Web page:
When they're found, it'll likely be by someone who has seen this grim visage before. A patroller or, more likely, one of the Search and Rescue volunteers called out of their warm homes, their loving families, their safe environments, to go search for the dead guy. Maybe the searchers will head right out, maybe things will be too unsafe and they'll have to wait. Doesn't matter to the dead guy. The decision that the slopes are safe enough is, in itself, a judgment call. Usually, but not always, a correct call. Only the final outcome determines the accuracy of the judgment. The reality is that danger is always a loose slab away, even for rescuers.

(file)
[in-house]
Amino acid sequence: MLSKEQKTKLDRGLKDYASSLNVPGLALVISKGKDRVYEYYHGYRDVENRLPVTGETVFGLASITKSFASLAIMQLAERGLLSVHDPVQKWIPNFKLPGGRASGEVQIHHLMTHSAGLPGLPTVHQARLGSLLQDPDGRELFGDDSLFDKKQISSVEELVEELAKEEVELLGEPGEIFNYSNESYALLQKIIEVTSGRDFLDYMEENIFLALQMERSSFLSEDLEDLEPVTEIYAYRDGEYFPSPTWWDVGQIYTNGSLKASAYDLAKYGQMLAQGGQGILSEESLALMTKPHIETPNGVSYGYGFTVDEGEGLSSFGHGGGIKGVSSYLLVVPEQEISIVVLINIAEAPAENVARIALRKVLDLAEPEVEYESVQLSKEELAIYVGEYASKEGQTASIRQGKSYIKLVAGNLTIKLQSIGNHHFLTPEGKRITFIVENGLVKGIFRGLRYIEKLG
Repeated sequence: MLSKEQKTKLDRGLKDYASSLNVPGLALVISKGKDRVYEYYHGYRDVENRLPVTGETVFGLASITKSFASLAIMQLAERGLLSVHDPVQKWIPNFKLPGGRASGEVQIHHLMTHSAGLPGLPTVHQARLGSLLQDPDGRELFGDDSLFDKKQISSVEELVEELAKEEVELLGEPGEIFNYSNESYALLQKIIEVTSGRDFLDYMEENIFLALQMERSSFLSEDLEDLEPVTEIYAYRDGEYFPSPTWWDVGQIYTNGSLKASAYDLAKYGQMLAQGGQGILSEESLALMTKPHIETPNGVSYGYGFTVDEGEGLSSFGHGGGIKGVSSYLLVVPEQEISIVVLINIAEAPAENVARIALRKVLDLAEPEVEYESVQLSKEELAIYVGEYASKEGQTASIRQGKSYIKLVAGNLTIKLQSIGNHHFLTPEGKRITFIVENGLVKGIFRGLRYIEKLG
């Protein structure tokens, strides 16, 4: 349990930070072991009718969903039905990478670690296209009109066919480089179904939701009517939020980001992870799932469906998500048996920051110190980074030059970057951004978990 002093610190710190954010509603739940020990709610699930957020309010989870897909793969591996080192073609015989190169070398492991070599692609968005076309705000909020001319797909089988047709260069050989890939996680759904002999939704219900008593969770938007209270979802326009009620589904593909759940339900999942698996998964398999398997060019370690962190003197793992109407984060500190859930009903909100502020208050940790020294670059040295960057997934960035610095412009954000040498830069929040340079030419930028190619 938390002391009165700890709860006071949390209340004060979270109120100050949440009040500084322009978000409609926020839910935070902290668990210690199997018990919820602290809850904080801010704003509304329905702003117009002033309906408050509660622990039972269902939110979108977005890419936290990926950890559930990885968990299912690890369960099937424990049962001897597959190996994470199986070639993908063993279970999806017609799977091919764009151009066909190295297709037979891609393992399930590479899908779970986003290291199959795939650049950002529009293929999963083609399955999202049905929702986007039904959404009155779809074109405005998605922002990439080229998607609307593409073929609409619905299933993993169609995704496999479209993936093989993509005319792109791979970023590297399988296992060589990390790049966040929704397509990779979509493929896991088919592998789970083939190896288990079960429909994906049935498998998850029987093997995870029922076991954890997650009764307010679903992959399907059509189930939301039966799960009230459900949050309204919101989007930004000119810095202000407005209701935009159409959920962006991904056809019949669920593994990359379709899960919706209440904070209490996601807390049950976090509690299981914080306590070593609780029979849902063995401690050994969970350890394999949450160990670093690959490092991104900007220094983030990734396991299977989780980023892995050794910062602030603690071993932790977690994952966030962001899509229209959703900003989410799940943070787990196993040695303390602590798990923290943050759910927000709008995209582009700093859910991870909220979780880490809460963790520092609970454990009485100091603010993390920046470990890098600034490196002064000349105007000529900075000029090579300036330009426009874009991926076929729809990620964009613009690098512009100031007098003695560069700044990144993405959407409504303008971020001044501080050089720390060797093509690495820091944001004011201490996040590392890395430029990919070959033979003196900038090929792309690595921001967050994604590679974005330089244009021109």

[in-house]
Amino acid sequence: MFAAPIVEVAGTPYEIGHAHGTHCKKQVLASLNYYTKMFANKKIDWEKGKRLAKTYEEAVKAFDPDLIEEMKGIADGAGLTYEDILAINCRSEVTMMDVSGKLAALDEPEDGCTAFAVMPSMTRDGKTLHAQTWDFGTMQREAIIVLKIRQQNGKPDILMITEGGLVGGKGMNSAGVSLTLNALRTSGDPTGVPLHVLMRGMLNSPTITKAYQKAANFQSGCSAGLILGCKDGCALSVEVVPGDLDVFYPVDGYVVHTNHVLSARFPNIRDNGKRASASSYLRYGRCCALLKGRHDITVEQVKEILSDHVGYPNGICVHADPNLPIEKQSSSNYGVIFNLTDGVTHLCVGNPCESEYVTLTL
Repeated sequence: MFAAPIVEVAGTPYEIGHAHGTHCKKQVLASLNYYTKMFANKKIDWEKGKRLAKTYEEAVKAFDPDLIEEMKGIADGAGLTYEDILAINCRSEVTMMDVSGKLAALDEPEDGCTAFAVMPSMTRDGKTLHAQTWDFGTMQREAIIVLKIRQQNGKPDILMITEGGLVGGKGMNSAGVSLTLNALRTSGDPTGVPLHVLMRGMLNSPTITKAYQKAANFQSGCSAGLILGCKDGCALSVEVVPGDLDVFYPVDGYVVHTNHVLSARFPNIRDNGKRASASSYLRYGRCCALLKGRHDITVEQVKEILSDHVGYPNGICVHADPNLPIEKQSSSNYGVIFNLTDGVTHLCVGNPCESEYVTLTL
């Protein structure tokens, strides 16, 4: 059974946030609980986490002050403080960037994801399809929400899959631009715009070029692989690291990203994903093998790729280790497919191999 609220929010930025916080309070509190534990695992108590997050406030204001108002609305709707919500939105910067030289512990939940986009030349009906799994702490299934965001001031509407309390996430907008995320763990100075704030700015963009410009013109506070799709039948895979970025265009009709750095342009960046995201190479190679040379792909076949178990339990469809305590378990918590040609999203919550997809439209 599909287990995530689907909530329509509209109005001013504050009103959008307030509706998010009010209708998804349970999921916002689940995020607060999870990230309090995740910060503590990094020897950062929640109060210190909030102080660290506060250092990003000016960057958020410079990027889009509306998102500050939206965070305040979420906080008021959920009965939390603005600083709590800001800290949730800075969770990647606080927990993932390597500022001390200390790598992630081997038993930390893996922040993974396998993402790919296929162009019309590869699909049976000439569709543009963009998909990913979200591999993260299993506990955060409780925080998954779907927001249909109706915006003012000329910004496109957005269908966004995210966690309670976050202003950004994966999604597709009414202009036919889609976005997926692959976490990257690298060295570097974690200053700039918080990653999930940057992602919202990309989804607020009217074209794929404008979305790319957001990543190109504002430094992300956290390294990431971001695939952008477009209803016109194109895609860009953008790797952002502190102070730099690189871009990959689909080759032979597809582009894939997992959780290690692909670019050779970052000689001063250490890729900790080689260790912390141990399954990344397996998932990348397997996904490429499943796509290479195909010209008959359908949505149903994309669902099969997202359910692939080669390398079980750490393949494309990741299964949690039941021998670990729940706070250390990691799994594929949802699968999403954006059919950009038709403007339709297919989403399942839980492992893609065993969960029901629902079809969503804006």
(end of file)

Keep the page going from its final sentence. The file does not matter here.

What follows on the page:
Meanwhile, the survivors, the ones left behind, will stumble around in shock, make funeral arrangements, maybe plan a memorial service, console each other and ask the unanswerable question: How... why, did this happen?

Sooner or later, someone will mouth the most inane words ever spoken: "He died doing what he loved."

Brad Sills, who has pulled more bodies out of icy graves than he cares to remember, once showed an uncharacteristic flash of anger when the conversation came around to that phrase. Acknowledging it is meant to comfort, he finds no comfort in it whatsoever. "Once you've seen the contorted, tortured, horrified look on the face of someone you've just dug out of a snow grave, one thing is absolutely clear — they definitely didn't love what they were doing." Like the old saying goes, it ain't the fall that hurts you; it's the landing.

So play safe, boys and girls. And remember: Terrain is the problem... and terrain is the solution.